The Hundred Years War: Payday Lending

The Hundred Years War between England and France is one of history’s most notorious conflicts. The war began in 1337, continued for 116 years – I’m assuming historians called it the Hundred Years War because that sounds better – and sowed death and destruction across Europe. Throughout the decades, one side claimed to have vanquished the other on numerous occasions, but the war did not end until the French won the Battle of Castillon in 1453.

During the hostilities, France and England were led by an assortment of King Henrys, Louis, Phillips and Edwards, but the biggest star by far was Joan of Arc, who, using guidance derived directly from God, reversed the fortunes of the flagging French army until the British burned her at the stake. Along with providing fodder for legends and at least one halfway decent movie, the war also spawned technological and strategic advancements that made killing and maiming the common folk kings used as cannon fodder more effective and efficient than ever before.


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Why you may ask, have I provided this brief history lesson? Because those of us who are battling the payday loan industry often feel like we’re engaged in the same type of war.

The similarities are abundant and striking, beginning with the fact that these legal loan sharks, like medieval monarchs, exploit and destroy poor and working class Americans without blinking an eye. During my tenure as Ohio’s attorney general, I conducted hearings across the state that gave payday lending victims the opportunity to tell their stories. They talked about how they had been driven to financial ruin, lost homes, cars, jobs and sadly, hope for the future. Their testimony was so shocking and heart-rending that the General Assembly passed and Ohio voters affirmed a law that capped the interest rates payday lenders could charge.

In another similarity to the Hundred Years War, that victory was fleeting. The vultures who own and operate the industry, assisted by their lawyers and lobbyists, found a loophole in the law that enabled them to once again charge interest rates as high as 300 percent on short-term cash and auto title loans. Like the 14th century royals who constantly sought new and improved ways to destroy lives, payday lenders in Ohio and across the nation have continued to bring new products to market that entrap desperate and/or unwitting borrowers in virtually inescapable cycles of debt.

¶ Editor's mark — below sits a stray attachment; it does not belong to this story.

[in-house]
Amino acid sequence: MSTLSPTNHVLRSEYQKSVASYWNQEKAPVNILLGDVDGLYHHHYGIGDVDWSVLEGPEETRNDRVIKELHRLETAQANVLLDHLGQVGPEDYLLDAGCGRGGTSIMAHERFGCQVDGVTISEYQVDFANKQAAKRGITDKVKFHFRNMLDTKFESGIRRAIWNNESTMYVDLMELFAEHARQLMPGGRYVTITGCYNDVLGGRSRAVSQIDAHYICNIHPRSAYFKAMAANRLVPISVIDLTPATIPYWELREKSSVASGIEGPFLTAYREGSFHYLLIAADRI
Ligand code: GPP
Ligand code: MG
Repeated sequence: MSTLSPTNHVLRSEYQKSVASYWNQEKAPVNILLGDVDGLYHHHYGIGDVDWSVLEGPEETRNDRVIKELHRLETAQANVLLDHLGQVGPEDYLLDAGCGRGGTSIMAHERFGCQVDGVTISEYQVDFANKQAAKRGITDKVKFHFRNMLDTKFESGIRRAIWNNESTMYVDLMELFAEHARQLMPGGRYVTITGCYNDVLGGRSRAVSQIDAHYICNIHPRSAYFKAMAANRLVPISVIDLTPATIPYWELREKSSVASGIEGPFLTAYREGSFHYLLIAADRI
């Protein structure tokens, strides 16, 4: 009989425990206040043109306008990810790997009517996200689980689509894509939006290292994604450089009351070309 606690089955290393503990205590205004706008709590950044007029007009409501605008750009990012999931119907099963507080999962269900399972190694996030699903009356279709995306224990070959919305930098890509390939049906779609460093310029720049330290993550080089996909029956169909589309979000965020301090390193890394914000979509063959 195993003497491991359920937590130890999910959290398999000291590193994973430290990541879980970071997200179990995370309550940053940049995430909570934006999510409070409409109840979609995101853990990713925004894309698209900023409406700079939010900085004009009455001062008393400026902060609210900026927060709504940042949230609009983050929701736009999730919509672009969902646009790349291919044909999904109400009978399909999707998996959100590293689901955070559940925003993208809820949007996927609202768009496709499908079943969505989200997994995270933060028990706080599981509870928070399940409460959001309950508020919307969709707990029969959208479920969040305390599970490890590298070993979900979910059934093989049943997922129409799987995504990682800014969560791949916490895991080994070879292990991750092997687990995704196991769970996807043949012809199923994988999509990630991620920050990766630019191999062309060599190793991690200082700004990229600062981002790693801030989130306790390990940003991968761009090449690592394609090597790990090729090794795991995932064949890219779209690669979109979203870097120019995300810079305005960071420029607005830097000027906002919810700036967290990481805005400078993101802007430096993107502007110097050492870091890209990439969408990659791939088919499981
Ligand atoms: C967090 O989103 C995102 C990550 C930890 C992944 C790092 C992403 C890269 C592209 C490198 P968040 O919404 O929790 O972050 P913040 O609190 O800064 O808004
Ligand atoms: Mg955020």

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Fortunately, inspired by a growing public outrage and media reports, a Joan of Arc, in the form of the Consumer Financial Protection Bureau (CFPB), has emerged to rally the forces arrayed against the usurious payday lenders. Earlier this year, the CFPB issued a series of rules designed to do what many state leaders could not or would not do: clamp down on the moneygrubbers. The proposed regulations would end payday debt traps by requiring lenders to ensure borrowers have the ability to repay their loans and cut off repeated debit attempts that rack up exorbitant fees. The new regulations would cover payday loans, auto title loans, deposit advance products and certain high-cost installment and openend loans.

While I and other consumer advocates, ranging from the Pew Charitable Trusts to the Southern Baptist Conference, don’t believe the rules go far enough, they are a significant and important start. Industry representatives howled in agony like a medieval torture victim when they were announced and I can assure you their reaction won’t be limited to howling. Under federal law, interested parties have until Oct. 7 to comment on the CFPB’s proposals. The industry has already organized its forces and is submitting statements denigrating both the regulations and the rulemaking process.

Frankly, there’s too much at stake to allow these new guidelines to be burned at the stake like St. Joan. That’s why I’m asking attorneys, consumer advocates, community leaders and all those who have been victimized by the payday lending industry to submit comments in support of the rules. You can do so by logging into and following the instructions for submitting comments, by emailing a statement to [email protected], or by mailing hard copies to:

Monica Jackson Office of the Executive Secretary Consumer Financial Protection Bureau 1700 G Street, NW. Washington, D.C. 20552


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All submissions should refer to Docket No. CFPB-2016-0025 or RIN 3170–AA40.

My office is preparing a submission that will be posted on I invite you to use our statement as a model for your comments.

I’m devoting considerable time and resources to campaign on behalf of the rules for two reasons. First, because the decadeslong war the payday lending industry has waged against working families must come to end. Second, because the industry will never stop fighting to preserve its ability to earn huge profits by exploiting and cheating desperate consumers.

The gauntlet’s been thrown. Please join me in the fight for justice.  Marc Dann

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